Sinai Says: After changes, BSL risks alienating fans

With so little incentive, regular season will become a prolonged preseason. For Israeli basketball’s sake, let’s hope someone still cares.

MACCABI TEL AVIV’S Guy Pnini 311 (photo credit: Adi Avishai)
(photo credit: Adi Avishai)
As much as I love Israeli basketball, I can’t help but ask myself: Is there any point to the coming season? The BSL undergoes somewhat of a facelift from year to year, but this season, the resulting product is anything but new and improved.
The league’s top eight teams from last season will gather at Malha Arena next week for the preseason Chance Cup.
The preseason knockout competition, known until this year as the Winner Cup, tends to act as a tempting appetizer for the upcoming season.
The meetings between Maccabi Tel Aviv and Hapoel Jerusalem in three of the five finals of the competition since its initiation in 2006 rarely proved to be a sign of things to come, but they usually provided entertaining basketball that left you itching for the regular season to get underway.
However, considering Maccabi’s current dominance and all the changes made to the Israeli league’s format for the coming campaign, you can’t help but wonder if they might as well crown the champion at Malha next Thursday so that local basketball fans won’t need to suffer through more than seven months of virtually pointless games.
At the start of June, the BSL announced several significant changes to the league’s rules.
After five seasons, the league decided to drop the “Russian rule,” instead choosing to allow each team to use no more than four foreigners in a league game.
Since the 2006/07 season, two Israeli players had to be on court at any given time during a game, a regulation copied from the Russian league in the hope of promoting local players.
Teams will be allowed to register up to eight foreign players this season, but will be able to use no more than four in a game.
The BSL also voted unanimously in favor of allowing the last-placed finisher to buy its place back in the topflight for a set amount, while deciding that the Final Four format will remain for 2011/12, although it will likely be scrapped after this campaign.
The fact that the BSL once more tried to resuscitate Israeli basketball by tinkering with the size of the league, its format and the number of foreigners allowed on court, came as little surprise.
After all, it was quite amazing that the “Russian rule” lasted as long as it did – five seasons – and considering the league’s struggle to garner public interest in recent seasons, you can hardly blame BSL chairman Avner Kopel for trying everything that crosses his mind.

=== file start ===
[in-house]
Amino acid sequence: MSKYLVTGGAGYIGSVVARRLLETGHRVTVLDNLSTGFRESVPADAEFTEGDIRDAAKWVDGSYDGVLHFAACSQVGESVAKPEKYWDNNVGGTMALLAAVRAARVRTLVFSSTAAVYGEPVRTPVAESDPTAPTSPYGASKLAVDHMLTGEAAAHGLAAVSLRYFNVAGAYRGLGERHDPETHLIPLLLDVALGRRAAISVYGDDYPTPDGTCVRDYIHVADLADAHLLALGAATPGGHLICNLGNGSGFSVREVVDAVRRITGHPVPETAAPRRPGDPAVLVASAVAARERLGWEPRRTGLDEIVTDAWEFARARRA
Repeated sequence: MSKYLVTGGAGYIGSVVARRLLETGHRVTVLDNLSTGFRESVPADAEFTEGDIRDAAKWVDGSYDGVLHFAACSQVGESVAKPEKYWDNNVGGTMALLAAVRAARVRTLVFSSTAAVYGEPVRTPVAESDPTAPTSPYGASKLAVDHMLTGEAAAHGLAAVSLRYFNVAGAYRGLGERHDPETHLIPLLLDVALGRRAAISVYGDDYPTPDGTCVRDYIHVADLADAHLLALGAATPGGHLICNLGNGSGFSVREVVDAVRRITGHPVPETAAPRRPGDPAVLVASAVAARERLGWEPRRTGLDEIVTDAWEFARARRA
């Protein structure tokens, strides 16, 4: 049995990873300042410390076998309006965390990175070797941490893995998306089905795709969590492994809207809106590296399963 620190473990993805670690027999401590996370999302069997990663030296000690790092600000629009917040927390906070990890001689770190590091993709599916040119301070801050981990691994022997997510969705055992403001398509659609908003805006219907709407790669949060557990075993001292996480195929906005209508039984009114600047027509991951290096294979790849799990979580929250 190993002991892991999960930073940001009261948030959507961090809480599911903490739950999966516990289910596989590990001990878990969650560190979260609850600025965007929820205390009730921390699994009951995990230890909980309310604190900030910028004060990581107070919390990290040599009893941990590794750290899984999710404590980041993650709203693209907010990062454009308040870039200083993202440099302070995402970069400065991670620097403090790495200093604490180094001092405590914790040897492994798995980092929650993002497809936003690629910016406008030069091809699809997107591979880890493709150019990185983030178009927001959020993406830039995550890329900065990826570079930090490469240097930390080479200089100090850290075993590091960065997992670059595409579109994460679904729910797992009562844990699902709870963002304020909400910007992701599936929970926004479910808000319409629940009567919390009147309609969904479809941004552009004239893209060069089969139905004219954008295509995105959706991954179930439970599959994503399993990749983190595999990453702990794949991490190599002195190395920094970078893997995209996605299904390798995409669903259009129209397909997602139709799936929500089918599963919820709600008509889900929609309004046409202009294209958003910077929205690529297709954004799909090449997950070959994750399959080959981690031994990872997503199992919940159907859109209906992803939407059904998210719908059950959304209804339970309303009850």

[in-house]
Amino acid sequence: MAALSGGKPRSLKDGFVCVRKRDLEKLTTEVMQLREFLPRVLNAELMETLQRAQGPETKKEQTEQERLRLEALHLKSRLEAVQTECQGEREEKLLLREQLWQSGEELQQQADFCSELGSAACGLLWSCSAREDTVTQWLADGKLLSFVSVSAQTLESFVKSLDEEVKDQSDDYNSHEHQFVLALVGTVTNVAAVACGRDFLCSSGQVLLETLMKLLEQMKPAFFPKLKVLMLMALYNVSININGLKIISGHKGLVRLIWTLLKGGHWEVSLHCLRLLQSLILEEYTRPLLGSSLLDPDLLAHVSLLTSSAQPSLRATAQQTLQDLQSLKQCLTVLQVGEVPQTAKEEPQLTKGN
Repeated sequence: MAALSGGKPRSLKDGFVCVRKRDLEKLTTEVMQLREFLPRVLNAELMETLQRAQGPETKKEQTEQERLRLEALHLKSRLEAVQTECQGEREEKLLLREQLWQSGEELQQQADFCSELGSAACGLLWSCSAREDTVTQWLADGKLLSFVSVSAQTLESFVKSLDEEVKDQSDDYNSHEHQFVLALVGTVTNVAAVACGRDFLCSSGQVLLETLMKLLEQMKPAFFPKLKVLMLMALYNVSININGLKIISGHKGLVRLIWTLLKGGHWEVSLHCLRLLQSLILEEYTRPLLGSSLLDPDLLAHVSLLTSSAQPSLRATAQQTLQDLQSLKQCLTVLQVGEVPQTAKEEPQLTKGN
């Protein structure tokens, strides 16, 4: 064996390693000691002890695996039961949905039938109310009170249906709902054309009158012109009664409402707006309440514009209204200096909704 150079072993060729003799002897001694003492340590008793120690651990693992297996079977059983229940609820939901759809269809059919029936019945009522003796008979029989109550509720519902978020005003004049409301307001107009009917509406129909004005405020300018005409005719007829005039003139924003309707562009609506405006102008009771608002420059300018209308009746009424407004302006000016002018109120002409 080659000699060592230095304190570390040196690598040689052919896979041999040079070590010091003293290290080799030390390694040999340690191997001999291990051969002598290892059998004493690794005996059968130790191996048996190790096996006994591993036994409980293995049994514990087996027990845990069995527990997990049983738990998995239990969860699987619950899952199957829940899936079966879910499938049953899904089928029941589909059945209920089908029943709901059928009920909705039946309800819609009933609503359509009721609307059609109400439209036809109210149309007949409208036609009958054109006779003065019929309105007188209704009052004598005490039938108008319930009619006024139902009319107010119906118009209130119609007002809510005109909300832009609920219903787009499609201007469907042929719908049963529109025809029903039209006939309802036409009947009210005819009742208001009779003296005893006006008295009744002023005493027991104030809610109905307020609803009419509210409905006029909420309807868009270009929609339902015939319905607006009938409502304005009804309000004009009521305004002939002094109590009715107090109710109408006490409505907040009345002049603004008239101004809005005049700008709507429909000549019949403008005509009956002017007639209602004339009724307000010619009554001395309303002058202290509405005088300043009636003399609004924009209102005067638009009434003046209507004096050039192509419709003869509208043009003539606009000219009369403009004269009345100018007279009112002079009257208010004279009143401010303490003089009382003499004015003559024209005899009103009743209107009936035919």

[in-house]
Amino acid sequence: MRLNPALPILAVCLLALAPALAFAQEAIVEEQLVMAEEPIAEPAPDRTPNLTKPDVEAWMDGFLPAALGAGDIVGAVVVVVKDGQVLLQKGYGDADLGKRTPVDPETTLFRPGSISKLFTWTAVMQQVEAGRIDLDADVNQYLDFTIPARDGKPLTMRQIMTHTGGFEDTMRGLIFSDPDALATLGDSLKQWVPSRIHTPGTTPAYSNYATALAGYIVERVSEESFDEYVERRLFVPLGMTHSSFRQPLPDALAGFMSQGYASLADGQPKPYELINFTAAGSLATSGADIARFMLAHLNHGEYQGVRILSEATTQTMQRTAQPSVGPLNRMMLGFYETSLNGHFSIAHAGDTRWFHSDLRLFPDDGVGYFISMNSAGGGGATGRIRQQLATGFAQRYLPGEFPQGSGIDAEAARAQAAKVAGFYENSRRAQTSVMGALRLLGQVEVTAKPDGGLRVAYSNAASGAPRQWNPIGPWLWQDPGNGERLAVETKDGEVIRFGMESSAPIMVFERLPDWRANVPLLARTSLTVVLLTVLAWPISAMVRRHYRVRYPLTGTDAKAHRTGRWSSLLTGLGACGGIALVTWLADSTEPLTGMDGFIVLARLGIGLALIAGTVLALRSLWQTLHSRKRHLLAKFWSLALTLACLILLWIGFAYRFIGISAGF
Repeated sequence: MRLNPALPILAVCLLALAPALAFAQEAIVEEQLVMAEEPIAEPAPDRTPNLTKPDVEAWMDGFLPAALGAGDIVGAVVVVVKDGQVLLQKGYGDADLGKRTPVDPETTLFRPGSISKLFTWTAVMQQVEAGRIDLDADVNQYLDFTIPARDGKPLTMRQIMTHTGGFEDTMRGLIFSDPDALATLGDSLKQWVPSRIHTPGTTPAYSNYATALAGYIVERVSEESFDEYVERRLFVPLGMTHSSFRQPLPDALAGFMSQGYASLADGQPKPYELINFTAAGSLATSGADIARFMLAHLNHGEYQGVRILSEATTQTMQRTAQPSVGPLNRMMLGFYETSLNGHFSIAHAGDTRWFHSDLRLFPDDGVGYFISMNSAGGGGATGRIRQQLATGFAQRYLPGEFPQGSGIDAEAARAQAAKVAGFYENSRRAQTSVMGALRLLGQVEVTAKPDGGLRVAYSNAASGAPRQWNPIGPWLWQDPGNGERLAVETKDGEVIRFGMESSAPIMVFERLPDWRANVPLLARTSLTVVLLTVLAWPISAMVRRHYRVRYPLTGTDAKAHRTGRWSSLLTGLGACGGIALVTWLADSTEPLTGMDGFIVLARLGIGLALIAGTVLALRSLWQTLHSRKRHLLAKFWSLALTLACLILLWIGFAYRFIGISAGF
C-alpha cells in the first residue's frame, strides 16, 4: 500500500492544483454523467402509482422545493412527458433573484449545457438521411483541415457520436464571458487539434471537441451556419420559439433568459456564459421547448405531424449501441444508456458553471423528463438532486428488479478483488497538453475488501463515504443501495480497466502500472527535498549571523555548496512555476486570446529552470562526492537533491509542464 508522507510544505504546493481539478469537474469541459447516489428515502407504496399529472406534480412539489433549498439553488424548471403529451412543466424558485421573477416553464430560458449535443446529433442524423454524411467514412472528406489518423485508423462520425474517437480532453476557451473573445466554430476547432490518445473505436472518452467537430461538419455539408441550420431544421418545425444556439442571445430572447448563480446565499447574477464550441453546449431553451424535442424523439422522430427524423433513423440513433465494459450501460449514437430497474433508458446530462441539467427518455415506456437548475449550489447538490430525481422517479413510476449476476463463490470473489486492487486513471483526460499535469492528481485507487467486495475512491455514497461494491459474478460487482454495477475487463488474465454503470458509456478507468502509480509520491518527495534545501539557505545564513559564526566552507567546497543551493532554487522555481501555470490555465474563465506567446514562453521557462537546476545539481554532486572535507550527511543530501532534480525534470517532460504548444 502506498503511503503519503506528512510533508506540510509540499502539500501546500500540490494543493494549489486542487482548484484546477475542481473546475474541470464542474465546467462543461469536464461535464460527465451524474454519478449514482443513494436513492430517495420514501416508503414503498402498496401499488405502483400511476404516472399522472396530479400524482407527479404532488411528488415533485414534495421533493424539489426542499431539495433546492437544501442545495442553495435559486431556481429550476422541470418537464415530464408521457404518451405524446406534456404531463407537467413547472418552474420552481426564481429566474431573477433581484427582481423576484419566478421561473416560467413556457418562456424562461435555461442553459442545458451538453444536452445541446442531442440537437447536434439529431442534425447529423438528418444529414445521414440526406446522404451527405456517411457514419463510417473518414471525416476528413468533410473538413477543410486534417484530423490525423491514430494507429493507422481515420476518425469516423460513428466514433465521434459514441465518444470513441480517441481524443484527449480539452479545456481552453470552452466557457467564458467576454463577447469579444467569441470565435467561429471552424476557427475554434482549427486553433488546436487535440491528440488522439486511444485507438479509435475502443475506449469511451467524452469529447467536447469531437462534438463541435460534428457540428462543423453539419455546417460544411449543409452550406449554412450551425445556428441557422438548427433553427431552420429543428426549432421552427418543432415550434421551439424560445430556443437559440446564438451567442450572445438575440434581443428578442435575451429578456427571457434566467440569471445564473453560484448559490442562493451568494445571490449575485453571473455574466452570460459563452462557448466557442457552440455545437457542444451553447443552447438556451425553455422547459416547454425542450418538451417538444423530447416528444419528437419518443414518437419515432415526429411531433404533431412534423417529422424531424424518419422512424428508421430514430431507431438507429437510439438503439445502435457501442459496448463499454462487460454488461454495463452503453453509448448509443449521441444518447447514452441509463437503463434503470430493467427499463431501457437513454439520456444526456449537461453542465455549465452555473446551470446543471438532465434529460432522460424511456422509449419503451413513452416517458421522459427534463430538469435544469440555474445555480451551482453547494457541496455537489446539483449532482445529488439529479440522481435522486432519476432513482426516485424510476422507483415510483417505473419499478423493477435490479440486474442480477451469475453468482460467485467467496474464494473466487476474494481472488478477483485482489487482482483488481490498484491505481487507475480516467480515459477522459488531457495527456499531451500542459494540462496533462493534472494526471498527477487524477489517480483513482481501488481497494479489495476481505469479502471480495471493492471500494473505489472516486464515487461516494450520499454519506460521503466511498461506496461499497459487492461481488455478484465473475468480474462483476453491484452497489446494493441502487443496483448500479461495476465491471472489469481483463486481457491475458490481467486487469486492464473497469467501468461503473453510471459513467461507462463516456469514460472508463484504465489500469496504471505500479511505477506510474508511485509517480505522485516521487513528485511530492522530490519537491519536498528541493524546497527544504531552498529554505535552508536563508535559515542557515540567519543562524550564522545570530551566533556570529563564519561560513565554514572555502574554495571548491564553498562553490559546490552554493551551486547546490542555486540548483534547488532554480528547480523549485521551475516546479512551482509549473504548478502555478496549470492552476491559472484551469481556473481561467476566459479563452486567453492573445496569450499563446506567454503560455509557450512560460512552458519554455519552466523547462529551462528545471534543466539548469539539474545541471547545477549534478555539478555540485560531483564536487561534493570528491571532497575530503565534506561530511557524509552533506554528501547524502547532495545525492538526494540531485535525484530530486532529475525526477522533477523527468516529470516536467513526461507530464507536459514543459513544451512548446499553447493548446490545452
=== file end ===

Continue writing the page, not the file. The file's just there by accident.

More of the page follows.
However, the absurd decision made in August to cancel the relegation playoffs and play the league with 11 teams was utterly inexcusable.
Contrary to what it decided two months earlier, the BSL announced that it had chosen to allow Ironi Ashkelon to remain in the league – as it represents an important part of the country – despite the fact that the club lost to Maccabi Haifa in the relegation playoffs last season and had no intention of buying back its place.
The BSL had hoped that Hapoel Tel Aviv would accept an invitation to play in the top-flight, despite its defeat in the National League finals to BC Habika’a, to help make up a 12-team league.
However, Hapoel voted against the BSL’s offer, preferring to earn its promotion in a sporting fashion. That prompted the league to cancel the relegation playoffs in the hope that Hapoel will come aboard next season while the likes of Ashkelon will stick around to create an ideal 12-team league for 2012/13.
There’s a pretty good chance that will happen. But in the meantime, Israeli basketball’s ever-shrinking fanbase has to endure 25 regular season games followed by a best-of-five quarterfinal playoff to decide the four teams that will play for the title in the Final Four at Nokia Arena next May.
Essentially, the BSL has elected to play six months of basketball to whittle down the field from 11 to eight teams before having its champion determined in a three-day knockout tournament, the same way the Chance Cup is decided.
We know who is going down (no one) and we know who in all likelihood will lift the league title (Maccabi Tel Aviv), so what exactly are they playing for? With so little incentive to offer, the regular season will become a prolonged preseason, alienating those few brave souls who still insist on attending BSL games.
The start of the season on October 16 should be accompanied by excitement and celebration, not despair and apathy.
The BSL is of course regarding this season as a transitional period before the league returns to normalcy for 2012/13.
For Israeli basketball’s sake, let’s hope someone still cares.
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